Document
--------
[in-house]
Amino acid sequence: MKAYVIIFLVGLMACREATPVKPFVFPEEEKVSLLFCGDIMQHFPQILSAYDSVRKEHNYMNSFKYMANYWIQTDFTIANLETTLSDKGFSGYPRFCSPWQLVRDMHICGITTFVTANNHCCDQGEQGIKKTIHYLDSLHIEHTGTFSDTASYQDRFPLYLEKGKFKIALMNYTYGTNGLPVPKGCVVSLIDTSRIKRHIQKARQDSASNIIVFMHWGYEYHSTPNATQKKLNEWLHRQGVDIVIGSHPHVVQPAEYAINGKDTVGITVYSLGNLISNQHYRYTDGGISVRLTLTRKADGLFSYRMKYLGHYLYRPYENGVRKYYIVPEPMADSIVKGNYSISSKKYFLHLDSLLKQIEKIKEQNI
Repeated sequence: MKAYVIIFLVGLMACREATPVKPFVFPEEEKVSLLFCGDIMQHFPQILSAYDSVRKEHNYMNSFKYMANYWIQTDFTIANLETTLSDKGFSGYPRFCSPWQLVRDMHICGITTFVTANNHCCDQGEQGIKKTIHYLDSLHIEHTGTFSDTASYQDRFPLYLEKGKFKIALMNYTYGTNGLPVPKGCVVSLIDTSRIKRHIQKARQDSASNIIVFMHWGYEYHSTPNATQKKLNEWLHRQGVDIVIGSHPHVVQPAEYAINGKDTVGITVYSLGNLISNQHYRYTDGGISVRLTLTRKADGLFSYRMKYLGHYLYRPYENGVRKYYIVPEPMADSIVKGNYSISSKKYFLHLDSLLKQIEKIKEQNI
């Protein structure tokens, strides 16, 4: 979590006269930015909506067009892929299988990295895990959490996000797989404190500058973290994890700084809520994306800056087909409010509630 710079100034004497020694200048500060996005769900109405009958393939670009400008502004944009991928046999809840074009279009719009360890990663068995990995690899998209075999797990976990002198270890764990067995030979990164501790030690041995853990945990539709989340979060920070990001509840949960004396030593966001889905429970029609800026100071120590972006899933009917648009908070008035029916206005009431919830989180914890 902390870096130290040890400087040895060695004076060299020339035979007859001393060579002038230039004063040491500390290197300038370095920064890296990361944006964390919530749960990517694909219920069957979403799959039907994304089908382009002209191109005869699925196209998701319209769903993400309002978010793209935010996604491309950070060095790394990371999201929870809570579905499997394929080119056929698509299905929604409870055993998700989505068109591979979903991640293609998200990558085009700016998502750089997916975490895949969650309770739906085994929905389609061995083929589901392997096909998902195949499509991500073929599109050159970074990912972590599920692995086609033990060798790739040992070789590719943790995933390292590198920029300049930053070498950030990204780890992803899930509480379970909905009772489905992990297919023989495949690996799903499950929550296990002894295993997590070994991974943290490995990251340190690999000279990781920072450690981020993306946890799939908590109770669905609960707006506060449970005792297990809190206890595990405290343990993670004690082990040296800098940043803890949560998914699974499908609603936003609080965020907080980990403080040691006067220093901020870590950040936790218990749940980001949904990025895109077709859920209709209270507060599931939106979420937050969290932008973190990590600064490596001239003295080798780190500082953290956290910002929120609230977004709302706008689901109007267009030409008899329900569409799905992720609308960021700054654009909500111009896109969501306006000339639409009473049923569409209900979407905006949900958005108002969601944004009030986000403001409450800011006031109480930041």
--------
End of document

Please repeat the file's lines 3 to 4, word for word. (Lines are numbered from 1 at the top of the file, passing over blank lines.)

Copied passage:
Repeated sequence: MKAYVIIFLVGLMACREATPVKPFVFPEEEKVSLLFCGDIMQHFPQILSAYDSVRKEHNYMNSFKYMANYWIQTDFTIANLETTLSDKGFSGYPRFCSPWQLVRDMHICGITTFVTANNHCCDQGEQGIKKTIHYLDSLHIEHTGTFSDTASYQDRFPLYLEKGKFKIALMNYTYGTNGLPVPKGCVVSLIDTSRIKRHIQKARQDSASNIIVFMHWGYEYHSTPNATQKKLNEWLHRQGVDIVIGSHPHVVQPAEYAINGKDTVGITVYSLGNLISNQHYRYTDGGISVRLTLTRKADGLFSYRMKYLGHYLYRPYENGVRKYYIVPEPMADSIVKGNYSISSKKYFLHLDSLLKQIEKIKEQNI
């Protein structure tokens, strides 16, 4: 979590006269930015909506067009892929299988990295895990959490996000797989404190500058973290994890700084809520994306800056087909409010509630 710079100034004497020694200048500060996005769900109405009958393939670009400008502004944009991928046999809840074009279009719009360890990663068995990995690899998209075999797990976990002198270890764990067995030979990164501790030690041995853990945990539709989340979060920070990001509840949960004396030593966001889905429970029609800026100071120590972006899933009917648009908070008035029916206005009431919830989180914890 902390870096130290040890400087040895060695004076060299020339035979007859001393060579002038230039004063040491500390290197300038370095920064890296990361944006964390919530749960990517694909219920069957979403799959039907994304089908382009002209191109005869699925196209998701319209769903993400309002978010793209935010996604491309950070060095790394990371999201929870809570579905499997394929080119056929698509299905929604409870055993998700989505068109591979979903991640293609998200990558085009700016998502750089997916975490895949969650309770739906085994929905389609061995083929589901392997096909998902195949499509991500073929599109050159970074990912972590599920692995086609033990060798790739040992070789590719943790995933390292590198920029300049930053070498950030990204780890992803899930509480379970909905009772489905992990297919023989495949690996799903499950929550296990002894295993997590070994991974943290490995990251340190690999000279990781920072450690981020993306946890799939908590109770669905609960707006506060449970005792297990809190206890595990405290343990993670004690082990040296800098940043803890949560998914699974499908609603936003609080965020907080980990403080040691006067220093901020870590950040936790218990749940980001949904990025895109077709859920209709209270507060599931939106979420937050969290932008973190990590600064490596001239003295080798780190500082953290956290910002929120609230977004709302706008689901109007267009030409008899329900569409799905992720609308960021700054654009909500111009896109969501306006000339639409009473049923569409209900979407905006949900958005108002969601944004009030986000403001409450800011006031109480930041």